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If I was fired and I am currently in the appeal process, what can I put on present job applications as my reason for leaving?

Hayward, CA |

Involuntarily terminated for policy violations. Union Appeal process is near the end and things don't look good.

Attorney Answers 3


  1. In terms of what would not leave you subject to the future ramifications and/or termination, you would have to put the truth on your present job applications. If you chose to weave a creative tale and indicate you are not in the union and just doing your own side work for cash or whatever fiction you create, that’s your choice, but that’s going to leave you subject in the future for termination if your new employer ever discovers the true facts. It is certainly a slippery slope situation.

    I hope this is helpful.

    John N. Kitta
    Fremont

    If you have found this information helpful, please let the attorney know by marking best answer. Thank you. This participating Attorney does not warrant any information provided, nor are we creating an Attorney-Client relationship by providing said information to you on this site. Nothing contained herein is intended to constitute, offer, induce, promise, or contract of any kind. The content provided is presented as a courtesy to be used only for informational purposes and is not represented to be error free. The Law Offices of John N. Kitta makes no representations or warranties of any kind with respect to its answer to inquiries, and such representations and warranties are being expressly disclaimed. Given limited facts, we are attempting to share relevant information concerning this area of the law as a public service.


  2. The truth. Anything short of that and you run the risk of being terminated once the new employer learns the truth.

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  3. You can and should state the truth because, as my colleagues pointed out, you will be subject to being fired (and probably will be fired) if the new employer learns the truth. Then, you will have two firings on your record and you will probably be denied unemployment benefits as you will have been fired for misconduct (the false statement).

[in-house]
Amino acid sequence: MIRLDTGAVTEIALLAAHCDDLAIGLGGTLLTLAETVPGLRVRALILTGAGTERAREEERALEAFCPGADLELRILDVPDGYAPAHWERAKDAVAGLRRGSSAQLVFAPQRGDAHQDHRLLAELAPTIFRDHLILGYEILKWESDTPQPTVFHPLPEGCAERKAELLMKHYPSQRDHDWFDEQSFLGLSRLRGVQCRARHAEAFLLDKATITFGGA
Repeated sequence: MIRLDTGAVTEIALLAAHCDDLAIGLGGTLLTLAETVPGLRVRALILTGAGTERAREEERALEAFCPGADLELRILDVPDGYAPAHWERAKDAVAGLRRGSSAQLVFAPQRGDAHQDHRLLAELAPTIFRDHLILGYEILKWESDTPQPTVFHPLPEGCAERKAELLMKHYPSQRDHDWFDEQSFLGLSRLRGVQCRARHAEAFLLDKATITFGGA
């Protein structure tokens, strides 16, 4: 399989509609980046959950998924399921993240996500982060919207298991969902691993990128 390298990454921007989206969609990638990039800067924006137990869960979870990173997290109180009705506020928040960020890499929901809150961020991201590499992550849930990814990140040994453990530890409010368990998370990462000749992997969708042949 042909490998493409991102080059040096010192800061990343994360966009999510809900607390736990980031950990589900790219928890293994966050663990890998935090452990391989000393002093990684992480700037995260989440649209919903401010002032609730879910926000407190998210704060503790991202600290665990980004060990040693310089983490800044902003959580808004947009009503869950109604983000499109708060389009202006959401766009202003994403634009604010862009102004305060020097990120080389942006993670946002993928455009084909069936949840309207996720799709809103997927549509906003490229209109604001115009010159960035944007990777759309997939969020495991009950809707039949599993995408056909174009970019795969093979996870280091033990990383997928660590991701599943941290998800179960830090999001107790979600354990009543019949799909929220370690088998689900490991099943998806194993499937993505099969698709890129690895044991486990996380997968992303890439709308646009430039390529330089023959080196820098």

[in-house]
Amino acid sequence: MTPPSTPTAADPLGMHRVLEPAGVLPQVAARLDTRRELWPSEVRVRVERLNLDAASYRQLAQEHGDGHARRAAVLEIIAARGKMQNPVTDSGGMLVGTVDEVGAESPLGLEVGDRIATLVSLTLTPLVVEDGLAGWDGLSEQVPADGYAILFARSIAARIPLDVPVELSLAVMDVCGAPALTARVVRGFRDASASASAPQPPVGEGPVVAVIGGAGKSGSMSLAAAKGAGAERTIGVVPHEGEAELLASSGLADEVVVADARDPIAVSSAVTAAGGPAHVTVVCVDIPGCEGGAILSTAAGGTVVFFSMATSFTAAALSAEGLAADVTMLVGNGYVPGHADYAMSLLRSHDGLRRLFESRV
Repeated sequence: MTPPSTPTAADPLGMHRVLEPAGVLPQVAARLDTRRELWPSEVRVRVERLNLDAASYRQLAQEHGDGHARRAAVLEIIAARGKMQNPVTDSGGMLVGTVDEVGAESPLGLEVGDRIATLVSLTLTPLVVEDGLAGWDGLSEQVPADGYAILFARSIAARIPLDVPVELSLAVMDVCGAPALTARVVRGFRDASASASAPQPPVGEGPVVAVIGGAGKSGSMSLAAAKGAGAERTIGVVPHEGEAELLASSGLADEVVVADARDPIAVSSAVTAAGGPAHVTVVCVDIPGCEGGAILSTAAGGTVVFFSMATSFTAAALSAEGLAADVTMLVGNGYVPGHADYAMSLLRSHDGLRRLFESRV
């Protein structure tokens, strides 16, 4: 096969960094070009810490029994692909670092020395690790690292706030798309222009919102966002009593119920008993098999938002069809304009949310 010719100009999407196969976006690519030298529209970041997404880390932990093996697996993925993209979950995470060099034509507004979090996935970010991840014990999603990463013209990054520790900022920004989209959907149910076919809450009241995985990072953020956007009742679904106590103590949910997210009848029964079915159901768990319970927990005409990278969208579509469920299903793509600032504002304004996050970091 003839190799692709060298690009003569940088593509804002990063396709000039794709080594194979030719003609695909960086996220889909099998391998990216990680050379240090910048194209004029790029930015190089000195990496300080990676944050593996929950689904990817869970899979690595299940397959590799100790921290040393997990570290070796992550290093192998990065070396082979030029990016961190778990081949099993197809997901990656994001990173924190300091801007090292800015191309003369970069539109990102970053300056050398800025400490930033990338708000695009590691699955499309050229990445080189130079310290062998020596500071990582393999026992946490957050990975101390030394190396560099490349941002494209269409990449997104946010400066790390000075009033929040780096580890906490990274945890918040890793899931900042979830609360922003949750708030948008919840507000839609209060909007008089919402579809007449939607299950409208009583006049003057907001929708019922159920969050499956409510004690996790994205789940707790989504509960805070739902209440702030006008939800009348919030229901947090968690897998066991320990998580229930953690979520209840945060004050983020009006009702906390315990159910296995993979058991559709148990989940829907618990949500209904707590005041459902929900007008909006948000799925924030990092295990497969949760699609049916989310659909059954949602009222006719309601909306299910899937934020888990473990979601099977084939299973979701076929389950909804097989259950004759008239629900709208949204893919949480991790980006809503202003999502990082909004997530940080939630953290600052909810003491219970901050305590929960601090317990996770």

Think about why you violated the employer's policy. Did you know about the policy at the time? Did you have a medical problem that interfered (say, for absenteeism or tardiness)? Perhaps you can describe the underlying reason (very briefly) instead of the employer's stated reason. For example, "Fired for violating a new policy that had not yet been distributed by my boss," or "Violated attendance rules during period when mother was gravely ill; not eligible for FMLA."

    @MikaSpencer * * * twitter.com/MikaSpencer * * * PLEASE READ: All legal actions have time limits, called statutes of limitation. If you miss the deadline for filing your claim, you will lose the opportunity to pursue your case. Please consult with an experienced employment attorney as soon as possible to better preserve your rights. * * * Marilynn Mika Spencer provides information on Avvo as a service to the public, primarily when general information may be of assistance. Avvo is not an appropriate forum for an in-depth response or a detailed analysis. These comments are for information only and should not be considered legal advice. Legal advice must pertain to specific, detailed facts. * * * No attorney-client relationship is created based on this information exchange. * * * Marilynn Mika Spencer is licensed to practice law before all state and federal courts in California and can appear before administrative agencies throughout the country. She is eligible to represent clients in other states on a pro hac vice basis.

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